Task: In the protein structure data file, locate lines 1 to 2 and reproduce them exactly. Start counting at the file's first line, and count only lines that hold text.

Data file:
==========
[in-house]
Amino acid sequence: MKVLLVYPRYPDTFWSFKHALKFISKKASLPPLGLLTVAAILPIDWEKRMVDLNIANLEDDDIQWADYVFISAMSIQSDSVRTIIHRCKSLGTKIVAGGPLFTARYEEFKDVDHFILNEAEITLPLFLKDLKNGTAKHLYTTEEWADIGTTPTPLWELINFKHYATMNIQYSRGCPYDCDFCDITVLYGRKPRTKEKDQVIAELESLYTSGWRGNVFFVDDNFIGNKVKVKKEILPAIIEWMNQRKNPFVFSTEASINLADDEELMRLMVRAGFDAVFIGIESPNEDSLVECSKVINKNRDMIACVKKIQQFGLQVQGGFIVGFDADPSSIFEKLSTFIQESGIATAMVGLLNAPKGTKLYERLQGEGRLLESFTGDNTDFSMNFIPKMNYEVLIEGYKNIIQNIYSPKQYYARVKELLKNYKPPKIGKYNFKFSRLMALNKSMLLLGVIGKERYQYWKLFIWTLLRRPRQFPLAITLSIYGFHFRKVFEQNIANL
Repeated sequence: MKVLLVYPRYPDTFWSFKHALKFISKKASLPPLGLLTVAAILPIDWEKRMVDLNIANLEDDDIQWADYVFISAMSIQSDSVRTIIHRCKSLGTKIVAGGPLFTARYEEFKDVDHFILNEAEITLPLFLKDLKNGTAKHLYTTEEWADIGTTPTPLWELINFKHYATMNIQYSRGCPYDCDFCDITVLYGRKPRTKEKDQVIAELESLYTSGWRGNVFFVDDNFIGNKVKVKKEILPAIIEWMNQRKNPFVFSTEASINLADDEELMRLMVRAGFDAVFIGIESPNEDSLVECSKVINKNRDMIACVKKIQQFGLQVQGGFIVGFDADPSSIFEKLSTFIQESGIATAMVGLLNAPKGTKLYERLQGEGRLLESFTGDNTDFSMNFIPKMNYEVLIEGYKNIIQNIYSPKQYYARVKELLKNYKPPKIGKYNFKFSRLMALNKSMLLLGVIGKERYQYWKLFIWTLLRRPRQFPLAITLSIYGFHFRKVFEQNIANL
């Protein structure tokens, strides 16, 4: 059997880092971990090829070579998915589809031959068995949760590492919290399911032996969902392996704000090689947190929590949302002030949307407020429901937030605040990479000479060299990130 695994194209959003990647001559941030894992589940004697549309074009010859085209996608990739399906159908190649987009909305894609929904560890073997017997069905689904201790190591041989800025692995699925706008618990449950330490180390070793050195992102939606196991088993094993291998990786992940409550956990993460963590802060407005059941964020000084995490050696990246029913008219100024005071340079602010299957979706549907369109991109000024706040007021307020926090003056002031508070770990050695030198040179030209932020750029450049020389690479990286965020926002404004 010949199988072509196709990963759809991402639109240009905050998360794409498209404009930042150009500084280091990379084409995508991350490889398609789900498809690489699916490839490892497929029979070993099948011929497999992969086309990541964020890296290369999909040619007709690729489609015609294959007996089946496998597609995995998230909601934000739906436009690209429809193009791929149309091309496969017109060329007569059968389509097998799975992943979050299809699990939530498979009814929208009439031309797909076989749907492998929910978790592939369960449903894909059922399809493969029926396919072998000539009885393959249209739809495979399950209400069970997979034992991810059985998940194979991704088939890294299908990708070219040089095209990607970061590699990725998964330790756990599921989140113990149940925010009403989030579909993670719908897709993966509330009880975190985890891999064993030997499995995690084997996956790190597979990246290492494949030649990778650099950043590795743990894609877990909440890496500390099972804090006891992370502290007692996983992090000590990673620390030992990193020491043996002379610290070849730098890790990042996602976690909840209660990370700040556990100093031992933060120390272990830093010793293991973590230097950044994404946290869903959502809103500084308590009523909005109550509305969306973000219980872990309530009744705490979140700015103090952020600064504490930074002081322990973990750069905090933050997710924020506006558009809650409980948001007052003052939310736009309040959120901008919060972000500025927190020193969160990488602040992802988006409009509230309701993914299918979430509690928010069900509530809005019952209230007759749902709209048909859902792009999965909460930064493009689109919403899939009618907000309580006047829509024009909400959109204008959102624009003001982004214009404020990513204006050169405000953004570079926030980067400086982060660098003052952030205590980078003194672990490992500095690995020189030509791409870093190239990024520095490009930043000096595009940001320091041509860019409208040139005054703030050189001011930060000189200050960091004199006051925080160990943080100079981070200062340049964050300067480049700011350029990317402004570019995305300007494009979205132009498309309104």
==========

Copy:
[in-house]
Amino acid sequence: MKVLLVYPRYPDTFWSFKHALKFISKKASLPPLGLLTVAAILPIDWEKRMVDLNIANLEDDDIQWADYVFISAMSIQSDSVRTIIHRCKSLGTKIVAGGPLFTARYEEFKDVDHFILNEAEITLPLFLKDLKNGTAKHLYTTEEWADIGTTPTPLWELINFKHYATMNIQYSRGCPYDCDFCDITVLYGRKPRTKEKDQVIAELESLYTSGWRGNVFFVDDNFIGNKVKVKKEILPAIIEWMNQRKNPFVFSTEASINLADDEELMRLMVRAGFDAVFIGIESPNEDSLVECSKVINKNRDMIACVKKIQQFGLQVQGGFIVGFDADPSSIFEKLSTFIQESGIATAMVGLLNAPKGTKLYERLQGEGRLLESFTGDNTDFSMNFIPKMNYEVLIEGYKNIIQNIYSPKQYYARVKELLKNYKPPKIGKYNFKFSRLMALNKSMLLLGVIGKERYQYWKLFIWTLLRRPRQFPLAITLSIYGFHFRKVFEQNIANL